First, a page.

In Odisha, a tribal girl mourns the loss of her ancestral forests — and her people’s livelihood. Once lush forests have now been reduced to barren scrubland. A few hours away, on the coast, a young man surveys the destruction left by a cyclone, the waves coming closer, threatening to swallow his village. In rural Uttar Pradesh, a teenage girl despairs that her community doesn’t know the very air they breathe — polluted by industry and dirty cooking fuels — is shortening their lives.
These are real stories of young Indians at the frontlines of the triple planetary crisis — nature and biodiversity loss, climate change, and pollution.
Launching the latest IPCC (Intergovernmental Panel on Climate Change) report a few weeks ago, the United Nations Secretary-General called the findings “an atlas of human suffering and a damning indictment of failed climate leadership.” It is no longer just a warning; we must now move with urgency towards building resilience and adapting to this new reality already upon us. As one of the Jaipur Literature Festival organisers told me, we need to be on a war footing against climate change.
The hard truth is that the IPCC shows India will be among the countries worst hit by the triple planetary crisis. Its fragile ecosystems are already facing irreversible damage.
India’s coastal cities are set to experience disastrous flooding as sea levels rise — many cities will experience heat and humidity beyond human tolerance. The immense cost to human health has been brought into sharp focus. Cases of vector-borne diseases such as malaria and dengue may rise, not to mention future variants of Covid-19 as humans and animals are pushed further into conflict.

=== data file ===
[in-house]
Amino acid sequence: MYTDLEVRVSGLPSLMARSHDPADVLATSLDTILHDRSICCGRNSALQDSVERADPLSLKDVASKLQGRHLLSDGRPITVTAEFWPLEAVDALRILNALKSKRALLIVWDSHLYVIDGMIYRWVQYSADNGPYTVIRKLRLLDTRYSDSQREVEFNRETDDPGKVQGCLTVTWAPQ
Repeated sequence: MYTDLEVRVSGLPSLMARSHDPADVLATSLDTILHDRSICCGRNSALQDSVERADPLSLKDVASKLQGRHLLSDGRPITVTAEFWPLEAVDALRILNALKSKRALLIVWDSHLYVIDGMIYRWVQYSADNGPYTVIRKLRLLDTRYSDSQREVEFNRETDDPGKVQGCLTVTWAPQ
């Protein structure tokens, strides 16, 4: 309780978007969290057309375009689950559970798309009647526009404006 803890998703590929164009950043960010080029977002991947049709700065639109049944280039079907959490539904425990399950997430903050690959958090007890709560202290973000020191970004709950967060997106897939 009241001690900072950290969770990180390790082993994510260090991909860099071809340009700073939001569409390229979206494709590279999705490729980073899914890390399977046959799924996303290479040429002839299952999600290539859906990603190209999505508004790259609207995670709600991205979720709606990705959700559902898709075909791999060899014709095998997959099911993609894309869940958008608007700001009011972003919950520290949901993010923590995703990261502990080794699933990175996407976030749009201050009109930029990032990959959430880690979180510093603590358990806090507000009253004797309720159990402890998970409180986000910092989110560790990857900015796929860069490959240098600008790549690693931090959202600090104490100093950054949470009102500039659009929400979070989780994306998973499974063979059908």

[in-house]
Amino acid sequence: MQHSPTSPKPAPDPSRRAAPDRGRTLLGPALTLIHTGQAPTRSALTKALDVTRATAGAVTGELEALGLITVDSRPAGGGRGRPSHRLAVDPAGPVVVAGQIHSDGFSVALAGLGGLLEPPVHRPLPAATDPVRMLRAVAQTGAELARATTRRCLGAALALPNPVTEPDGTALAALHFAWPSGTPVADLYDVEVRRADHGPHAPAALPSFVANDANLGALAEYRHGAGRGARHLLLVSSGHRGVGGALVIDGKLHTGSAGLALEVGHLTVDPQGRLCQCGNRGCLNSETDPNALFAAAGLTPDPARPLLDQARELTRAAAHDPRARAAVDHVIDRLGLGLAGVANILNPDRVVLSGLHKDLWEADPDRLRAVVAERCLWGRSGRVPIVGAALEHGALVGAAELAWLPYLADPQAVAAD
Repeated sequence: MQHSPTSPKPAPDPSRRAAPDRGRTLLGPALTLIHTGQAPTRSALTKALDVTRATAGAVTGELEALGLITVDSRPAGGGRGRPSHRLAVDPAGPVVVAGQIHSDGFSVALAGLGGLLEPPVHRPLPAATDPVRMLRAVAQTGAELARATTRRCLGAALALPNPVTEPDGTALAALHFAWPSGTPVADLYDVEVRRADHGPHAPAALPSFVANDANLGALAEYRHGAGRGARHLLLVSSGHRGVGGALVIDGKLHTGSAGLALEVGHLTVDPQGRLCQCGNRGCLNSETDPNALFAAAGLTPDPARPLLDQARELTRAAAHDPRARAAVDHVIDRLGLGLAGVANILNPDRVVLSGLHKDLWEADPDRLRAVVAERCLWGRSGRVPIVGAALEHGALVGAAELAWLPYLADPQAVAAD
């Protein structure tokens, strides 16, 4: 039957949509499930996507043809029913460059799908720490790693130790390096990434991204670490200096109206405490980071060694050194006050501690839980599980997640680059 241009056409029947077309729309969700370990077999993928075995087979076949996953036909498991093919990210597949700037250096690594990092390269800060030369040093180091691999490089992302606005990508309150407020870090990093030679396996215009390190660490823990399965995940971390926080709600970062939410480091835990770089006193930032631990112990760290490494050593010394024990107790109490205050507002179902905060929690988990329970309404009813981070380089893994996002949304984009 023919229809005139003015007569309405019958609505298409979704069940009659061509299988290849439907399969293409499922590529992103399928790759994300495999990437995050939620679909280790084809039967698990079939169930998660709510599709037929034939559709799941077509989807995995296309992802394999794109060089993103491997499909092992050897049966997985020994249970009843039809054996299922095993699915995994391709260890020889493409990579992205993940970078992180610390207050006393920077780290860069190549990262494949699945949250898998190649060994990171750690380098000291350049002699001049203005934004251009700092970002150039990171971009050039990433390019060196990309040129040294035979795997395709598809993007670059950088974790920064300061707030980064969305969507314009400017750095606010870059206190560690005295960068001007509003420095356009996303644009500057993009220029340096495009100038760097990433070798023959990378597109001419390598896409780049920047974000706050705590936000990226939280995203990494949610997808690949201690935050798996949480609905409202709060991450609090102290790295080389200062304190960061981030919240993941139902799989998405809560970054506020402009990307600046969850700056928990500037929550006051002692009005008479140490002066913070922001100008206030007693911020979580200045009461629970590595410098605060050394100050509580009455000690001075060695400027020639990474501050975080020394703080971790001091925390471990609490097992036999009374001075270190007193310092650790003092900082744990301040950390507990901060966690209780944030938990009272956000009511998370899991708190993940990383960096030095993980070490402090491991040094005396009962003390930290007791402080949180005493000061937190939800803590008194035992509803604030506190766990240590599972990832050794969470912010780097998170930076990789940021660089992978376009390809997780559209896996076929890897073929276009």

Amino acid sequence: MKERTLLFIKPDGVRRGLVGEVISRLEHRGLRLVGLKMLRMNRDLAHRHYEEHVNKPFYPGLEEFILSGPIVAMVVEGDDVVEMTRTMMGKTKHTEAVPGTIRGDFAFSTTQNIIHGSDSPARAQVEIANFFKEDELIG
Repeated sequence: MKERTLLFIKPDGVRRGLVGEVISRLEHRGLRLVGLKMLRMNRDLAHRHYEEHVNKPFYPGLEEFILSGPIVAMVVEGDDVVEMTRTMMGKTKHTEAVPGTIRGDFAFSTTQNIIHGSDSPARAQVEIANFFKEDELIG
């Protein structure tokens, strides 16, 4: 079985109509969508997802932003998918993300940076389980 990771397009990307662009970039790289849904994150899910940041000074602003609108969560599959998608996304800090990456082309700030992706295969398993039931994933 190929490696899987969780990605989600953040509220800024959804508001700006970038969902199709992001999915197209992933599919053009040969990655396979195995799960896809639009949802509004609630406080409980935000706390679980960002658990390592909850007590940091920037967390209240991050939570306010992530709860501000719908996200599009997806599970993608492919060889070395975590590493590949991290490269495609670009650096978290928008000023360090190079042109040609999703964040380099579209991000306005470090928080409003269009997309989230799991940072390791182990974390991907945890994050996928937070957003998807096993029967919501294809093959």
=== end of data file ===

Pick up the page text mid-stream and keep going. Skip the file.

Scope for optimism
Yet there is scope for measured optimism. A few months ago, the UN Climate Summit in Glasgow saw the world come together and take steps to limit the temperature rise to 1.5 degrees. Every fraction of a degree closer to that goal counts. We saw countries, including India, commit to net-zero emissions.
Here in India, I see hope and find inspiration in the young people on the frontlines of the climate battle, offering us solutions and adaptations.
The tribal girl from Odisha grieving the loss of her people’s forests grew into a strong young woman, Archana Soreng, who is now tirelessly advocating to bring indigenous perspectives and forest protection practices into the climate discourse.